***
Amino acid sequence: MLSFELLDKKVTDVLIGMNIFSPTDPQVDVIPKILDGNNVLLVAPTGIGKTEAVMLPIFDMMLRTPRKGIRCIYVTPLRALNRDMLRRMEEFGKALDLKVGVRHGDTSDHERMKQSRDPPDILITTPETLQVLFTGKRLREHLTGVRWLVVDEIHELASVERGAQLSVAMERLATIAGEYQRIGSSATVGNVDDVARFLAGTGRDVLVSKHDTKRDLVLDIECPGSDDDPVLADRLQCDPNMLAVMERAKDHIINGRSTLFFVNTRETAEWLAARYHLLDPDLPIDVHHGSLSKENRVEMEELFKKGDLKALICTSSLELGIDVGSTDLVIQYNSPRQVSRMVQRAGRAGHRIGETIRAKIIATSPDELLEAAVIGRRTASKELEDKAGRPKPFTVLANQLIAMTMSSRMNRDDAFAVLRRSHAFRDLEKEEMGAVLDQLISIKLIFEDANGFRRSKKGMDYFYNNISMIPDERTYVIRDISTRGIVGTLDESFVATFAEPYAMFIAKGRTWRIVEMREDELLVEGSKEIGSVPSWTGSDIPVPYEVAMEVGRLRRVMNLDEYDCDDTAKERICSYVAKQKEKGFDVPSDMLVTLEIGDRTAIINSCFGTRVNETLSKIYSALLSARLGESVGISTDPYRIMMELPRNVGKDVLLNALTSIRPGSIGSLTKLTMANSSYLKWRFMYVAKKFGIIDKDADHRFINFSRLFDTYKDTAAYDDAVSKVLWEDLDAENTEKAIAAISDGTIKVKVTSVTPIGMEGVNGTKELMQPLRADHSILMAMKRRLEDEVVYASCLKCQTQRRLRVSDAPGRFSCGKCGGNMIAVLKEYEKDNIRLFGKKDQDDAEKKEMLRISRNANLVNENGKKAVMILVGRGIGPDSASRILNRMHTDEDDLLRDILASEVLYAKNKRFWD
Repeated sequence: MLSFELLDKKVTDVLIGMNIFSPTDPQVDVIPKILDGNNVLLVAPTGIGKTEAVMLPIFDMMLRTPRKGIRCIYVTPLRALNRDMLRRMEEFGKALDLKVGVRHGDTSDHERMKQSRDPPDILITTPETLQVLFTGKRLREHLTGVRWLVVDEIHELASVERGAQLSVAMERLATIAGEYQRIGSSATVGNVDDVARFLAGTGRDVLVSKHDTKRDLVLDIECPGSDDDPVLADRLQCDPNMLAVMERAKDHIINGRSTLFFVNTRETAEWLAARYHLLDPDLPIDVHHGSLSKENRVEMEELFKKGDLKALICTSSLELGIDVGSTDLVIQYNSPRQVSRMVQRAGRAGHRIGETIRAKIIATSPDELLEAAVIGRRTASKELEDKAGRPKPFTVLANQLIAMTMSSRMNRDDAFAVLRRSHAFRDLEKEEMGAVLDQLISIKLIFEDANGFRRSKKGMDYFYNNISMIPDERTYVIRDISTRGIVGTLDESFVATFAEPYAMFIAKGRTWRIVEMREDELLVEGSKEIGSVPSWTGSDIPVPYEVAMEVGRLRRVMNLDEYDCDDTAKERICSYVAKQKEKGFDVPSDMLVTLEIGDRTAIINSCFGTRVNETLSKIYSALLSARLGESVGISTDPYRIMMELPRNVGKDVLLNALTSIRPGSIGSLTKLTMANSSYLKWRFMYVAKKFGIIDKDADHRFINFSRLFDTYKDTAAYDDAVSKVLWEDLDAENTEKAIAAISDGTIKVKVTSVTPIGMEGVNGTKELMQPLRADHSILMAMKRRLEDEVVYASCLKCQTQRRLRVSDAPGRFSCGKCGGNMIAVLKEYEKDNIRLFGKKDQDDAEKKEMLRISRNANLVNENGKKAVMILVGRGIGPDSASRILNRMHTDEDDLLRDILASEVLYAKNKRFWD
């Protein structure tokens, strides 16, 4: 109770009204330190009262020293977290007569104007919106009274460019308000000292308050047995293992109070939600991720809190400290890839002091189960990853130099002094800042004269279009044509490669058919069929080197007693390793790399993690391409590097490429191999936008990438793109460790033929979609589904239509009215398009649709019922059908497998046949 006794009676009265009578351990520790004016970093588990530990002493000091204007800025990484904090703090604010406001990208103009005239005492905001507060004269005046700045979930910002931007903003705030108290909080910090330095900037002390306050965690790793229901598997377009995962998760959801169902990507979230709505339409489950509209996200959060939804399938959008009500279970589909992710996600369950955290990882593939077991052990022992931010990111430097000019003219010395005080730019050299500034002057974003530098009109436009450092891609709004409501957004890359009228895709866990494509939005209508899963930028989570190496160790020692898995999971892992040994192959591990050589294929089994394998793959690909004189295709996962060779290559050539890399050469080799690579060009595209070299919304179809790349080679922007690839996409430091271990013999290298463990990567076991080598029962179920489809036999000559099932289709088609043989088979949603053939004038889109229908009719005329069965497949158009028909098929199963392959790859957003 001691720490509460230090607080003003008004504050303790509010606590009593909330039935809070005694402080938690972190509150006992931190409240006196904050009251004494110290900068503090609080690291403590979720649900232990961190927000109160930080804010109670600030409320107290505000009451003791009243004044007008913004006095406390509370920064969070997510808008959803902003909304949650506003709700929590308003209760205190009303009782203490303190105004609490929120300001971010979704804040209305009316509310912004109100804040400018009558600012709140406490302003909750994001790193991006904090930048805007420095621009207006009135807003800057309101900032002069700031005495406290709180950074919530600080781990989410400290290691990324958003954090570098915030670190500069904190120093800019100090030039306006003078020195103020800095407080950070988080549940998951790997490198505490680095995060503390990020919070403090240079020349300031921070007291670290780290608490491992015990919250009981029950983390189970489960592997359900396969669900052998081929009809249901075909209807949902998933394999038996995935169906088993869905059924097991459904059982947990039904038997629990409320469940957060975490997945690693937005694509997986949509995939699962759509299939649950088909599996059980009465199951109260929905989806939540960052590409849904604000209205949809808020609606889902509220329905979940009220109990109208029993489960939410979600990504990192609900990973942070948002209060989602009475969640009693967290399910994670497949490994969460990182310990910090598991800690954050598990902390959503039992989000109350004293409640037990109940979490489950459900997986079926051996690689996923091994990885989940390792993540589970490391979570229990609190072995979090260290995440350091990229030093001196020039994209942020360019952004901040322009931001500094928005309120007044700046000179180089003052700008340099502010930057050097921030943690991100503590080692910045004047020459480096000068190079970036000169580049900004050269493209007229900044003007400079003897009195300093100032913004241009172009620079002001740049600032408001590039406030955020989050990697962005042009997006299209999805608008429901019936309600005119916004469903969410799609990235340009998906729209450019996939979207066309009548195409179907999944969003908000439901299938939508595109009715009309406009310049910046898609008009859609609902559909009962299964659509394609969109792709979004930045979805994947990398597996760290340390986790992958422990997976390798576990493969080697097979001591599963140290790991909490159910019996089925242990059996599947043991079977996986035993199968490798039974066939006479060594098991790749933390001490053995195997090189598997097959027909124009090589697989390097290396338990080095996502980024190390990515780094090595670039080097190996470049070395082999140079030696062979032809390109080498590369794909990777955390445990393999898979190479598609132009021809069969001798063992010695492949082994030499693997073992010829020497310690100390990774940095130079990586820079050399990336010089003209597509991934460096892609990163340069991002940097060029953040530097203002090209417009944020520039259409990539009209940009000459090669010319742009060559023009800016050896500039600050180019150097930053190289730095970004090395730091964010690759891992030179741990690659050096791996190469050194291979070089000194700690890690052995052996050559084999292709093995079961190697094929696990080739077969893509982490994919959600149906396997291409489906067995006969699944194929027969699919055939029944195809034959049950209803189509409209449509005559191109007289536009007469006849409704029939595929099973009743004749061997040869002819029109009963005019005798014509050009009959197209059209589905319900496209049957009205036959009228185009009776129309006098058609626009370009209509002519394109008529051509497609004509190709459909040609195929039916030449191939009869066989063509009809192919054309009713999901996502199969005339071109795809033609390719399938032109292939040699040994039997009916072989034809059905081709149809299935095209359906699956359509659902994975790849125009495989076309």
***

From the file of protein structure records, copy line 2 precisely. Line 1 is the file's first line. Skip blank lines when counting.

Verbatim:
Repeated sequence: MLSFELLDKKVTDVLIGMNIFSPTDPQVDVIPKILDGNNVLLVAPTGIGKTEAVMLPIFDMMLRTPRKGIRCIYVTPLRALNRDMLRRMEEFGKALDLKVGVRHGDTSDHERMKQSRDPPDILITTPETLQVLFTGKRLREHLTGVRWLVVDEIHELASVERGAQLSVAMERLATIAGEYQRIGSSATVGNVDDVARFLAGTGRDVLVSKHDTKRDLVLDIECPGSDDDPVLADRLQCDPNMLAVMERAKDHIINGRSTLFFVNTRETAEWLAARYHLLDPDLPIDVHHGSLSKENRVEMEELFKKGDLKALICTSSLELGIDVGSTDLVIQYNSPRQVSRMVQRAGRAGHRIGETIRAKIIATSPDELLEAAVIGRRTASKELEDKAGRPKPFTVLANQLIAMTMSSRMNRDDAFAVLRRSHAFRDLEKEEMGAVLDQLISIKLIFEDANGFRRSKKGMDYFYNNISMIPDERTYVIRDISTRGIVGTLDESFVATFAEPYAMFIAKGRTWRIVEMREDELLVEGSKEIGSVPSWTGSDIPVPYEVAMEVGRLRRVMNLDEYDCDDTAKERICSYVAKQKEKGFDVPSDMLVTLEIGDRTAIINSCFGTRVNETLSKIYSALLSARLGESVGISTDPYRIMMELPRNVGKDVLLNALTSIRPGSIGSLTKLTMANSSYLKWRFMYVAKKFGIIDKDADHRFINFSRLFDTYKDTAAYDDAVSKVLWEDLDAENTEKAIAAISDGTIKVKVTSVTPIGMEGVNGTKELMQPLRADHSILMAMKRRLEDEVVYASCLKCQTQRRLRVSDAPGRFSCGKCGGNMIAVLKEYEKDNIRLFGKKDQDDAEKKEMLRISRNANLVNENGKKAVMILVGRGIGPDSASRILNRMHTDEDDLLRDILASEVLYAKNKRFWD